Stories and an App To Spread Awareness on Protecting Trees

Published: 07th July 2015 03:37 AM  |   Last Updated: 07th July 2015 03:37 AM   |  A+A-

Protecting Trees

CHENNAI:  In a bid to resuscitate the art of storytelling and spread awareness on protecting trees,  Mary Anne Charity Trust (MACT) launched Bhoomi Tales, a short story book, and an Android app.

The app, Green Shadow, was launched on Saturday at Loyola College along with the book. S Cyril Alexander, executive director of MACT, said that Bhoomi Tales was published in an effort to retain the practice of storytelling and take traditional stories to children.

“Grandparents play a vital role in the development of a child’s knowledge and creativity. This has rapidly changed. In this machine-dependent world, with the robotic lifestyle, the toys that children play with, have also become robotic. This has led to the extinction of the art of storytelling,” he said. After launching the app, Alexander said that the app was a measure to protect trees in the State. “Trees that are essential for the existence of life on Earth are being destroyed in almost all parts of the world,” he said.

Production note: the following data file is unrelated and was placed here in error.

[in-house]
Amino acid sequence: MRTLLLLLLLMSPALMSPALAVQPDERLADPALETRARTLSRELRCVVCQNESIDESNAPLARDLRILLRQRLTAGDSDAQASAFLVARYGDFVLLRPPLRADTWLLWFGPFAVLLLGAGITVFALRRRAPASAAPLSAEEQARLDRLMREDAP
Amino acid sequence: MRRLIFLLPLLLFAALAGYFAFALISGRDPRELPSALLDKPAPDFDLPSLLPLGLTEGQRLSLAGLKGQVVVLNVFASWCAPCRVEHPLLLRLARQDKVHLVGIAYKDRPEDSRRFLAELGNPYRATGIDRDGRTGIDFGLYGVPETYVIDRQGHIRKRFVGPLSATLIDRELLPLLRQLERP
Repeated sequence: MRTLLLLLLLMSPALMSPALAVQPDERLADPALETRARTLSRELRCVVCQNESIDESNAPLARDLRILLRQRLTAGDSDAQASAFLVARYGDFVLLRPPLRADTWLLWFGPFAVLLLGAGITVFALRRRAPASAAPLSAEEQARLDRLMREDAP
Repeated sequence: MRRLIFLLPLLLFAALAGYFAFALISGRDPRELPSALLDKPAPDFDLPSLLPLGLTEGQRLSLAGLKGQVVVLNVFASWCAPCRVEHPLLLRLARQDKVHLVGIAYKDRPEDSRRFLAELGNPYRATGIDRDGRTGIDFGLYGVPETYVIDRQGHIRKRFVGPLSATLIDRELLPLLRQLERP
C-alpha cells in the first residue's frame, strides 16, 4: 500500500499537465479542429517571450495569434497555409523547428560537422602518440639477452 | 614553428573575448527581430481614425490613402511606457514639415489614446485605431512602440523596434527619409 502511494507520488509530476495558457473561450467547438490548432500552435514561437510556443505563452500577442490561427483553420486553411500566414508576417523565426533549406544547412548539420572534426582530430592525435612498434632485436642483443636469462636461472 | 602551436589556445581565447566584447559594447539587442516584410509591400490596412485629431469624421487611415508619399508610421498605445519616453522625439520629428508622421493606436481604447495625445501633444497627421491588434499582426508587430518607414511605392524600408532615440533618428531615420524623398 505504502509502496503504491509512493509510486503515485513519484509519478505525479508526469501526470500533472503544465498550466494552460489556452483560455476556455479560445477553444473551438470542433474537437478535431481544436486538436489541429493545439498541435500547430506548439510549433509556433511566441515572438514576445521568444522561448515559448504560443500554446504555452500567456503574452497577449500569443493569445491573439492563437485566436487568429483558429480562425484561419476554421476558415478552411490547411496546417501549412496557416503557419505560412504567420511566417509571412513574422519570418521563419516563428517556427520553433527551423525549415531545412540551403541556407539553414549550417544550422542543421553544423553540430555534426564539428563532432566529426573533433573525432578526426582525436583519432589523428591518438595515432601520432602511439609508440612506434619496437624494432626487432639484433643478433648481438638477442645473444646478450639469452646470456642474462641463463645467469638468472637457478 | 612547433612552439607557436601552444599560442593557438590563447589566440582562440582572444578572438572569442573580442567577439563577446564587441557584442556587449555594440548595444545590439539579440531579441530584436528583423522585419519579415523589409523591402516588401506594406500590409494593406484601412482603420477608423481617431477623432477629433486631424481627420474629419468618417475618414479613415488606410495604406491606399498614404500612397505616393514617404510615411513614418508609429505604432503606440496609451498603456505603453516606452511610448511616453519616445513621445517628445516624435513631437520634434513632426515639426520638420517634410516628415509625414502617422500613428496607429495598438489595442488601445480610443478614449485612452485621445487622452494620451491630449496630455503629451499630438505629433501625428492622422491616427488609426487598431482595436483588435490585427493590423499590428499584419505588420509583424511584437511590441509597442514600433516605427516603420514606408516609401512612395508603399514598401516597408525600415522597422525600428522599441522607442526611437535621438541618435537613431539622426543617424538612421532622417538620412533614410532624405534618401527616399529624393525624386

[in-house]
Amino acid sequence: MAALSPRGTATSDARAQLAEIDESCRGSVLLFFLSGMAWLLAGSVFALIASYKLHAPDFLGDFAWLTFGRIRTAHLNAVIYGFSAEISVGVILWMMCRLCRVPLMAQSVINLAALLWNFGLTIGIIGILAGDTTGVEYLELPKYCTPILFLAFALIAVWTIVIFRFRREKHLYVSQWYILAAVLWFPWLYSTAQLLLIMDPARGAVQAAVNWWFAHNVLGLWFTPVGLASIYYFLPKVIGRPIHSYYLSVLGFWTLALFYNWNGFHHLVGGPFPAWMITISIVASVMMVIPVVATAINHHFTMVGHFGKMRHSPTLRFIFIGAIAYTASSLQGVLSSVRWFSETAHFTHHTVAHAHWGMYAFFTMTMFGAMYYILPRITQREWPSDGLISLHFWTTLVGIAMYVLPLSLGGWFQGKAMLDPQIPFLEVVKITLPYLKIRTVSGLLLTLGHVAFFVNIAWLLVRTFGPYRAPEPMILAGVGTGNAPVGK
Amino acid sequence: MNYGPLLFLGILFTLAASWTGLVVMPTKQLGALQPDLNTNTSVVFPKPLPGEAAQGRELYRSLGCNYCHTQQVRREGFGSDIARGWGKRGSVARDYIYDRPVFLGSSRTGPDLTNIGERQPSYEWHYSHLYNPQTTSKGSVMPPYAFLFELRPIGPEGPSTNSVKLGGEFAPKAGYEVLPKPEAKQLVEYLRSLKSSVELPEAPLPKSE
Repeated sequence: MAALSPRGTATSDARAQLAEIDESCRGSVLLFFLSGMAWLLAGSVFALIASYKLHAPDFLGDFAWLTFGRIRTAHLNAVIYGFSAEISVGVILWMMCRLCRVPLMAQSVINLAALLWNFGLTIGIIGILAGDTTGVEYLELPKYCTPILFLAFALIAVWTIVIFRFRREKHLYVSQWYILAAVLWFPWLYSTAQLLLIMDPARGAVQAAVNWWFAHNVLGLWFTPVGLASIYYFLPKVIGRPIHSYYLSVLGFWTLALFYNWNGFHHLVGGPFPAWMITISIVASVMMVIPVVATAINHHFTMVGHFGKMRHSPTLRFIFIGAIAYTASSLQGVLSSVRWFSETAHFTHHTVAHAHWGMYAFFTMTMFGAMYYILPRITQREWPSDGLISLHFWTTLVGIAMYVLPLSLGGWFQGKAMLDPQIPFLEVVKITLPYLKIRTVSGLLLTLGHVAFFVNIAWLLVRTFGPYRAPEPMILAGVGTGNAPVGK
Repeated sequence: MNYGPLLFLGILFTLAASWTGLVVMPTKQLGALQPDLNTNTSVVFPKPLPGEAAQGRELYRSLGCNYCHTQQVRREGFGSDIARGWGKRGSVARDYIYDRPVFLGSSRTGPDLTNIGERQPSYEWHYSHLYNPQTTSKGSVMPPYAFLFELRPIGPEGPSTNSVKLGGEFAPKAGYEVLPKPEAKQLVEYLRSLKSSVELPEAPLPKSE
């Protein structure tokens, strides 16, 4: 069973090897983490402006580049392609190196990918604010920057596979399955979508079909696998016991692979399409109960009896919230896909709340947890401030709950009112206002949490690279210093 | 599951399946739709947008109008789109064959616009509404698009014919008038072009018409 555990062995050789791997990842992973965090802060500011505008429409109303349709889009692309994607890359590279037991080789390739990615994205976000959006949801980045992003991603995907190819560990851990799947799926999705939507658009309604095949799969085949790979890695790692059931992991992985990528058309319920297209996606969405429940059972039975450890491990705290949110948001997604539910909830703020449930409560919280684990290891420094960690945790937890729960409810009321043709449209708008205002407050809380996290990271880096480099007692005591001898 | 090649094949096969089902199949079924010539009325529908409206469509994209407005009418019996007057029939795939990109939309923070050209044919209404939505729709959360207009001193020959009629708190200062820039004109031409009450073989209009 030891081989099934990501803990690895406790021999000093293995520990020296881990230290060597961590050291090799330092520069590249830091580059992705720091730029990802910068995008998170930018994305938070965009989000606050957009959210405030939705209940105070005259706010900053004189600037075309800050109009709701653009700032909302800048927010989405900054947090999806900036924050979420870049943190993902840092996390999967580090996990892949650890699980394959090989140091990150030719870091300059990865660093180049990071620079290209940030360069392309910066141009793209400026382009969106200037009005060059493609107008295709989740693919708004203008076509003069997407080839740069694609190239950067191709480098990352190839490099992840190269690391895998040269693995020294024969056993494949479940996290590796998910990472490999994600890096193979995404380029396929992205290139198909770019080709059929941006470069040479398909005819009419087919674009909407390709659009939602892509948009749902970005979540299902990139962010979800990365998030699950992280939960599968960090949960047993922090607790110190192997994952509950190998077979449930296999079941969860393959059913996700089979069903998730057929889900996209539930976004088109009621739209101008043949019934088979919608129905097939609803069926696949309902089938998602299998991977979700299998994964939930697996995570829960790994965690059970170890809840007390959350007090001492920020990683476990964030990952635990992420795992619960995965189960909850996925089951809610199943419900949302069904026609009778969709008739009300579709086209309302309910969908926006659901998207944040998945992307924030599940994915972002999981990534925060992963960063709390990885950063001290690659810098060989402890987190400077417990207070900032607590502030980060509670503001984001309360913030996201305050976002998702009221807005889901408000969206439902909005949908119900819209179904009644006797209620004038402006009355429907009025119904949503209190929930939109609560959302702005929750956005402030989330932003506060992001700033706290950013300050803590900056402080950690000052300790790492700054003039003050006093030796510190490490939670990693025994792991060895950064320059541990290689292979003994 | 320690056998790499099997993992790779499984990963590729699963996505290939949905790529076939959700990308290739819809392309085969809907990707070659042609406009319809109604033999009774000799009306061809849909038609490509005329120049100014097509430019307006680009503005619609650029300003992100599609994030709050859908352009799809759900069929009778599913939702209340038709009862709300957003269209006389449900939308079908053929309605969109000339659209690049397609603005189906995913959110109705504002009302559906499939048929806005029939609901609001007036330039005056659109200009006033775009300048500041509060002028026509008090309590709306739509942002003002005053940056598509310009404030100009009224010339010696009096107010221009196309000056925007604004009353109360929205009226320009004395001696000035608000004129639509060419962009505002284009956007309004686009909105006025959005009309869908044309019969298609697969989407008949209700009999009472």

He added that the modern world was characterised by the outgrowth of technological advancements and sense of artificial intelligence, and trees had to take the backseat because of that.

Bhoomi Tales was launched by child rights consultant R Vidyasagar.  The book is published by the Centre for Social Work and Research. Vidyasagar commended the efforts of MACT in bringing out the book. “It is suitable for such a day an age, when the art of storytelling is dying and not many children are accustomed to the beautiful art. Stories are important for children and it is important to revive childhood through storytelling,” he said.

Green Shadow movement, which is a platform for community participation and intervention in protecting trees from being cut and contributing to increasing tree cover in all districts, was launched by Sowmya Anbumani, president of NGO Pasumai Thayagam.

She said that Chennai had a tree cover of 9.5 per cent and when compared to other cities such as Delhi (which has 30 per cent) and Bengaluru and Kolkata (both having 14 per cent), it was very low. She stressed that awareness about protection of trees should start at the grassroot level and that a Tree Authority Body had to be implemented in Chennai.

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